Photo Essay – Easter Sunday, Sacred Heart Cathedral
Easter Sunday couldn’t bridge the social divide.
[Text and pictures by Mayank Austen Soofi]
The Sunday was not sunny and so the overcast sky blew in cool wind and good mood. Lepers and hawkers gathered outside the iron gates of the Sacred Heart Cathedral at Central Delhi. Ms. Esther was selling posters of Mother Theresa and Pope Ratzinger. Mr. Joseph, showing off his bandaged feet, was asking for money.
Pious people came alone, in pairs, in families, and in groups to attend the Easter service. According to the 2001 census, there are 24, 080, 016 Christians in India, constituting 2.3 percent of the total population. Out of these, 130,319 live in Delhi, making up 0.9 percent of the city’s inhabitants.
An African gentleman, blooming in floral robes, stood beside a makeshift stall selling ten rupee copies of The Guide to the Churches of Delhi. A matronly lady, in a light blue saree, requested for monetary aid in helping her cope with a cancerous ailment. An ebony-skinned young woman in pink saree flashed a smile before disappearing inside for the sermon where the voice of the priest boomed from the tall ceiling as fans whirred lazily.
During the breaks in discourse, a couple of young men and women sang hymns on an electronic keyboard. Ladies in sarees and gentlemen in half-sleeved shirts continued sitting straight with folded palms and half-closed eyes. In fact the congregation appeared to be weighed down with mass melancholia. A middle-aged gentleman kneeled against the statue of Maa Mary and remained still in that position.
An unsmiling woman lighted candles in a corner. A mother on the right-side pew murmured prayers while her children chirped. An old man sitting in a corner looked lonely. A boy in blue jeans, standing near the entrance, yawned occasionally. Three Malayali ladies, sitting together, looked sad. Suddenly, a white family, with a little girl carrying a white doll, stood up and left.
Outside, the people waiting for the English service looked hipper. Two American ladies (from Chicago and Houston respectively), their hands dyed with henna, clicked pictures. The sarees the Indian ladies wore looked expensive. There were many young people, with Mongoloid features (which meant they hailed from the remote provinces of North East India), scattered around in casual summer clothes.
Western diplomats and their families trickled in with their big cars. Some backpacker tourists too chipped in – wearing vests and shorts! Meanwhile a couple of white-robed boyish priests, looking busy, hurried past here and there.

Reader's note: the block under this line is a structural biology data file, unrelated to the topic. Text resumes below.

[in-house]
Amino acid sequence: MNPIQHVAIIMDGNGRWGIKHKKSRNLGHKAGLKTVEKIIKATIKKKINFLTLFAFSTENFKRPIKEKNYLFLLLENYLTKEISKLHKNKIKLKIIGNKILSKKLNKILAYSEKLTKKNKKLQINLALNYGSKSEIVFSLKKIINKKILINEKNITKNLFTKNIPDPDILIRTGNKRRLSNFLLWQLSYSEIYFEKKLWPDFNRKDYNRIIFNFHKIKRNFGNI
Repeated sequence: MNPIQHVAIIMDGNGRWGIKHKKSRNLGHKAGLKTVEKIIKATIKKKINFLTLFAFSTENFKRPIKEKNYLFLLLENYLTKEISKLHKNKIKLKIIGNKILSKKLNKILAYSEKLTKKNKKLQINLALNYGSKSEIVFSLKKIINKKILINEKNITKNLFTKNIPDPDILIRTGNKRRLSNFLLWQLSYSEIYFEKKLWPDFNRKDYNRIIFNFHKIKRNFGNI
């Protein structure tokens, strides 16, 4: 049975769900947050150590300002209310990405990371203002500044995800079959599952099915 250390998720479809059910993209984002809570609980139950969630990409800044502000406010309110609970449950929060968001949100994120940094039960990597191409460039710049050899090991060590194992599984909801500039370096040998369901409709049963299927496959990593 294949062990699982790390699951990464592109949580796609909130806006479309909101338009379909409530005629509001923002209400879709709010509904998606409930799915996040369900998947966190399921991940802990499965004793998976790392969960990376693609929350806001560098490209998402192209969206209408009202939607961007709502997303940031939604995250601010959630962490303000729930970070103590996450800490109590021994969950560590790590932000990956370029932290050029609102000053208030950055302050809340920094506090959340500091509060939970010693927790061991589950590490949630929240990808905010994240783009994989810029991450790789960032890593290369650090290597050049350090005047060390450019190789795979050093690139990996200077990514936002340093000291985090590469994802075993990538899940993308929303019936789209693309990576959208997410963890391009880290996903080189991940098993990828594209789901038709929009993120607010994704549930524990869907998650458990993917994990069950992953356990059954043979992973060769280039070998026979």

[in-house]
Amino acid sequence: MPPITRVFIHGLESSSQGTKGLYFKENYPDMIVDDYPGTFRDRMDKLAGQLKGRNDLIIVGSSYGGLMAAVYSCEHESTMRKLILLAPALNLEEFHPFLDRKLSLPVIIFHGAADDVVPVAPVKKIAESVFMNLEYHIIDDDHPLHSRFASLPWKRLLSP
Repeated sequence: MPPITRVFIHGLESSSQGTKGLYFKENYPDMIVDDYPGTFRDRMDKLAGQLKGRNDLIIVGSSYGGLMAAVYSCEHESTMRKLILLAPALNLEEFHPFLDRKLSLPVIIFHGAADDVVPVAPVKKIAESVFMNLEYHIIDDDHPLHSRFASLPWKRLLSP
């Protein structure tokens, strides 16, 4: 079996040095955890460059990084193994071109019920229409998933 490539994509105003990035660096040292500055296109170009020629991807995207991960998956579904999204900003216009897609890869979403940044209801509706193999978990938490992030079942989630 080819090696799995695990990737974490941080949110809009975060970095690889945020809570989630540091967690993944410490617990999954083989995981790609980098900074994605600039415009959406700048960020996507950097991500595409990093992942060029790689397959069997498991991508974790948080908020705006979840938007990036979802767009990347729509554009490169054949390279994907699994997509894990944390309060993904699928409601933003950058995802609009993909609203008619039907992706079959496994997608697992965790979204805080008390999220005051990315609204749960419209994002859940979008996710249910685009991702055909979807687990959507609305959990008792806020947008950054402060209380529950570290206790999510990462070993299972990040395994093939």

As minutes withered away, some of the waiting people sat down on the stairs while others went to a fast food stall offering samosas and coffee. Finally, when the Hindi service ended, the unglamorous people spilled out and the glamorous ones went in and they all got mixed up – briefly.
Open the Gates
Ms. Esther’s Buisness Hour
Lady in Pink
We are Family
The Hindi Congregation
The Sad Women
Hush, Mamma is Praying
The Resurrection of the Christ
At Maa Mary’s Feet
Lady, Stand Up Please
The Boom off the Ceiling
The North East Christians
The Hip Crowd Gathers
Waiting for the English Service
The Hindi People Spills Out
I loved “hush” Mama is praying –>wonderful moment you captured Mayank!
Mayank i’m sure you’re seeing overtones of some sorta class-based divide, but let me offer an explanation.
I hope you understand the concept of parishes and membership. Each church serves a zone and its members are registered as parishgoers with it.
The ‘unglam’ congregation (as you so callously refer to) more often than not are families with members from the public sector/central government. Most of them are drawn from the broad chest of India. A largely Hindi speaking belt(barring regional languages).
If you were to look around you’d see that you’re awfully close to Mandir Marg, with its dense clusters of government quarters. It’s not rocket science.
You can see the colonies under the parish in a notice right outside the church. The notice board to the right.
The English mass is frequented by english-medium educated people. And before anyone says it only goes to show that fluency in English (or the lack thereof) is an indicator of socio-economic status. Just wait and attend the Malayalam mass, you’ll most certainly see a healthier(according to your definition) mix of people and attire. I think its more to do with language preferences.
This ‘disparity’ you seem to notice and describe is heightened when the swarms of two-timing Christians come in. They’re called two timing because (with good reason), they pop in only on Easter and then on Christmas. Most of them without a parish. They throng to the largest beacon they can see.
I should know, I’m one of them 🙂
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